Everglades Coalition releases Everglades Rescue Mission at 34th Annual Conference
"As we've seen over the nearly two decades CERP has been in place, fully funding CERP at both the state and federal levels is one of the biggest missing pieces in Everglades restoration,"
America's Everglades is recognized as a global treasure, and CERP is one of the world's largest ecosystem restoration projects. In the 1980s, lack of freshwater flow caused catastrophic seagrass die-offs and fish kills that were the catalysts that set the wheels of restoration in motion. Decades later, the Coalition will examine when Florida Bay – and the northern Caloosahatchee and St. Lucie estuaries – will finally feel relief from the ongoing crisis that continues to plague Florida's waters.
Several major milestones were achieved in 2018, including the nearly-complete 2.6 mile Tamiami Trail bridge project, and federal authorization of the Everglades Agricultural Area Reservoir in the 2018 Water Resources Development Act. Looking forward to 2019, the Everglades Rescue Mission calls on lawmakers to prioritize CERP project funding and to address the ongoing water quality crisis in the estuaries. The Coalition will also soon announce its legislative priorities. Yet more work remains to be done – and strong leadership is needed to achieve progress.
"At this time of transition at both the state and federal leadership levels, our goal is to provide a framework of priorities to reinvigorate our community, elected officials, and the agencies to implement meaningful policy changes to advance Everglades restoration and water quality improvement,"
The Everglades provides drinking water to eight million people who depend upon clean, fresh water. This internationally-
"Cyanobacteria is still lingering in the Caloosahatchee and Lake Okeechobee today," added Carrozzo. "The 2018 harmful algal blooms brought national attention to the plight of Lake Okeechobee and the estuaries, and there's no time like the present to take decisive action to clean up our waters."
At the state level, the Everglades Coalition is calling on Governor DeSantis and the Florida Legislature to strengthen protection for all waters – Everglades, estuaries, springs, lakes, rivers, coastal waters and beaches – by undertaking the following in 2019:
· Stop pollution at its source for all waters;
· Protect water supply for the environment as an essential need;
· Acquire land needed for water storage, treatment, and conveyance; and
· Enact and enforce protective Basin Management Action Plans for impaired waters.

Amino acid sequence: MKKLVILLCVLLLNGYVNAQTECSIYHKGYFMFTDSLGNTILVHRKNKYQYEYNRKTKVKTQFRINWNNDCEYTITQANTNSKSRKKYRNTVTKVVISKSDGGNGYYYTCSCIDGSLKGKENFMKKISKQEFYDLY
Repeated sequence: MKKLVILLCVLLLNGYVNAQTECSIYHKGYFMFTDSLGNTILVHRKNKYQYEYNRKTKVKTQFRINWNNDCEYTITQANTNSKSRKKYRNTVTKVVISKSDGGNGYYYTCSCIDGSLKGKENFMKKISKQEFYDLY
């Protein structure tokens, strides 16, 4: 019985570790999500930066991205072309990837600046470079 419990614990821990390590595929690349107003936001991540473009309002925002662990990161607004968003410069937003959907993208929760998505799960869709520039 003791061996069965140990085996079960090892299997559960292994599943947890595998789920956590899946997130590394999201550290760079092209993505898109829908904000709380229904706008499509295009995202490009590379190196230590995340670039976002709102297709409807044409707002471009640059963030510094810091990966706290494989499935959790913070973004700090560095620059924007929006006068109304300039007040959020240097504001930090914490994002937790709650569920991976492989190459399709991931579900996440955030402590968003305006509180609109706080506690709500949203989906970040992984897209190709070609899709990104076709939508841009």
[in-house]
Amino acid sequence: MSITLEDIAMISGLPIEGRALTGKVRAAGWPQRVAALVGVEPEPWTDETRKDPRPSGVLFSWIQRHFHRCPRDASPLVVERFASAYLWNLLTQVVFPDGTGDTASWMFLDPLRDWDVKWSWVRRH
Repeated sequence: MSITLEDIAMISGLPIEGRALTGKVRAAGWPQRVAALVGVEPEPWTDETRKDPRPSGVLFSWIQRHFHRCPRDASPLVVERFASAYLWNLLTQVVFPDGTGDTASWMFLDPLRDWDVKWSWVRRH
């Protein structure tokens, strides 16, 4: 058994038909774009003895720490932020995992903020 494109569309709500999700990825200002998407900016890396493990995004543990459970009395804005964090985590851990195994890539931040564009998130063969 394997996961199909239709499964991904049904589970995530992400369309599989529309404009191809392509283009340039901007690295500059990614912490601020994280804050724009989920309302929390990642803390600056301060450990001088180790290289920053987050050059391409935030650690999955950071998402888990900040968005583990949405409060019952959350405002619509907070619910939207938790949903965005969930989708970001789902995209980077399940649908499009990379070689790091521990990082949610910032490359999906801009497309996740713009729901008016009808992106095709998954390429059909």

Additionally, the Coalition has called for the reinstatement of strong statewide and regional land use planning to protect our remaining natural areas and guide sustainable growth to bolster our economy and communities. Former governor Rick Scott dismantled the Department of Community Affairs, which had overseen large-scale developments impacting Florida's natural resources, like the Everglades, for over three decades.
The Coalition's annual conference comes on the heels of two major public statements from Governor Ron DeSantis about the Everglades yesterday. Just days after his inauguration, Governor DeSantis has announced a significant commitment to restoration funding while also calling for the resignation of the entire South Florida Water Management District Governing Board. The Everglades Coalition stands ready to work with the new Administration to achieve our shared goals and solve Florida's ongoing water crisis.
Joining the Coalition for its 34th annual conference, keynote and panel speakers include: Congresswoman Debbie Wasserman Schultz, Congresswoman Debbie Mucarsel-Powell, Florida Senator Jose Javier Rodriguez, former U.S. Senator and Florida Governor Bob Graham, Deputy Assistant Secretary of the Army (Civil Works) Ryan Fisher, U.S. Army Corps of Engineers Jacksonville District Commander Andrew Kelly, South Florida Water Management District Governing Board Chair Federico Fernandez, Miami-Dade County Commissioner Daniela Levine Cava, Monroe County Commissioner Michelle Coldiron, and Collier County Commissioner Penny Taylor. Sessions focus on topics such as priorities for newly elected leaders, growth management, harmful algal blooms, estuary restoration and water quality policy, southern Everglades restoration, weakening of environmental laws, Lake Okeechobee management, and restoration-
Save the date for the 35th Annual Everglades Coalition Conference January 9-12, 2020, hosted by "Ding" Darling Wildlife Society at South Seas Island Resort in Captiva, Florida.
About the Everglades Coalition:
The Everglades Coalition represents more than 60 regional, state, national and international organizations committed to the restoration of America's Everglades. The coalition's annual conference is the largest forum for Everglades conservation and restoration, bringing together coalition members with business leaders, stakeholders, local, state, tribal and federal partners to engage in meaningful discussions about restoring America's Everglades. Learn more at www.evergladescoalition.org.